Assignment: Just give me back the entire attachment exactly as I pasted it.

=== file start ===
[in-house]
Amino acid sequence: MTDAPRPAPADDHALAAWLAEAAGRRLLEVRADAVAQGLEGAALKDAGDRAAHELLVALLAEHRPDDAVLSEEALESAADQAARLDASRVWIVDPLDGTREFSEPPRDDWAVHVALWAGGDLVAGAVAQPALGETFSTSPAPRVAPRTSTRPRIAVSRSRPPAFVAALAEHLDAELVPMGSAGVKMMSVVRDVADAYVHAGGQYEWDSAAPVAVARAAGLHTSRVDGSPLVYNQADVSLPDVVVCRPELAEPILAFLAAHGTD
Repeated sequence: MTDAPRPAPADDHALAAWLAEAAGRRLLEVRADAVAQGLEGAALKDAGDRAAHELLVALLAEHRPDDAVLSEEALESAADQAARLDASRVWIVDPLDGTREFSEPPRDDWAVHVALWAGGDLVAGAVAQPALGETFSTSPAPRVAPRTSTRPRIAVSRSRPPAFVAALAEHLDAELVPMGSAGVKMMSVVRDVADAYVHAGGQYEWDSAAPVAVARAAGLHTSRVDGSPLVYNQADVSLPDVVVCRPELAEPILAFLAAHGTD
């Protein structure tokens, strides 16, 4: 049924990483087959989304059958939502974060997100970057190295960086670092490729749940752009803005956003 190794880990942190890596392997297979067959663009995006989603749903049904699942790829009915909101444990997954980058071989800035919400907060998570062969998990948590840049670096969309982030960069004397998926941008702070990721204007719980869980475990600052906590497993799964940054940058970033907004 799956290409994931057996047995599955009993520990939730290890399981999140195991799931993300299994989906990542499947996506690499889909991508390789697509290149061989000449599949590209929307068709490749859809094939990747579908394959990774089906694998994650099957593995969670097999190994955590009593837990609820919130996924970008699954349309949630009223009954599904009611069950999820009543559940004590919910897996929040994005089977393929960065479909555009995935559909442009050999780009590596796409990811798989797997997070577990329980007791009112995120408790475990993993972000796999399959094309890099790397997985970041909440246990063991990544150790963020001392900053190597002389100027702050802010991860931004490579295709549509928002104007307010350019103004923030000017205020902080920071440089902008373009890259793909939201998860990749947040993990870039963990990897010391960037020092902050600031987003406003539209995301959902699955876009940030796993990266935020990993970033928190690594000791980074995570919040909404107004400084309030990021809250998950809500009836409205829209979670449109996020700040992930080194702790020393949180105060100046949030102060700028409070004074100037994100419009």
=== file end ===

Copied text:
[in-house]
Amino acid sequence: MTDAPRPAPADDHALAAWLAEAAGRRLLEVRADAVAQGLEGAALKDAGDRAAHELLVALLAEHRPDDAVLSEEALESAADQAARLDASRVWIVDPLDGTREFSEPPRDDWAVHVALWAGGDLVAGAVAQPALGETFSTSPAPRVAPRTSTRPRIAVSRSRPPAFVAALAEHLDAELVPMGSAGVKMMSVVRDVADAYVHAGGQYEWDSAAPVAVARAAGLHTSRVDGSPLVYNQADVSLPDVVVCRPELAEPILAFLAAHGTD
Repeated sequence: MTDAPRPAPADDHALAAWLAEAAGRRLLEVRADAVAQGLEGAALKDAGDRAAHELLVALLAEHRPDDAVLSEEALESAADQAARLDASRVWIVDPLDGTREFSEPPRDDWAVHVALWAGGDLVAGAVAQPALGETFSTSPAPRVAPRTSTRPRIAVSRSRPPAFVAALAEHLDAELVPMGSAGVKMMSVVRDVADAYVHAGGQYEWDSAAPVAVARAAGLHTSRVDGSPLVYNQADVSLPDVVVCRPELAEPILAFLAAHGTD
């Protein structure tokens, strides 16, 4: 049924990483087959989304059958939502974060997100970057190295960086670092490729749940752009803005956003 190794880990942190890596392997297979067959663009995006989603749903049904699942790829009915909101444990997954980058071989800035919400907060998570062969998990948590840049670096969309982030960069004397998926941008702070990721204007719980869980475990600052906590497993799964940054940058970033907004 799956290409994931057996047995599955009993520990939730290890399981999140195991799931993300299994989906990542499947996506690499889909991508390789697509290149061989000449599949590209929307068709490749859809094939990747579908394959990774089906694998994650099957593995969670097999190994955590009593837990609820919130996924970008699954349309949630009223009954599904009611069950999820009543559940004590919910897996929040994005089977393929960065479909555009995935559909442009050999780009590596796409990811798989797997997070577990329980007791009112995120408790475990993993972000796999399959094309890099790397997985970041909440246990063991990544150790963020001392900053190597002389100027702050802010991860931004490579295709549509928002104007307010350019103004923030000017205020902080920071440089902008373009890259793909939201998860990749947040993990870039963990990897010391960037020092902050600031987003406003539209995301959902699955876009940030796993990266935020990993970033928190690594000791980074995570919040909404107004400084309030990021809250998950809500009836409205829209979670449109996020700040992930080194702790020393949180105060100046949030102060700028409070004074100037994100419009």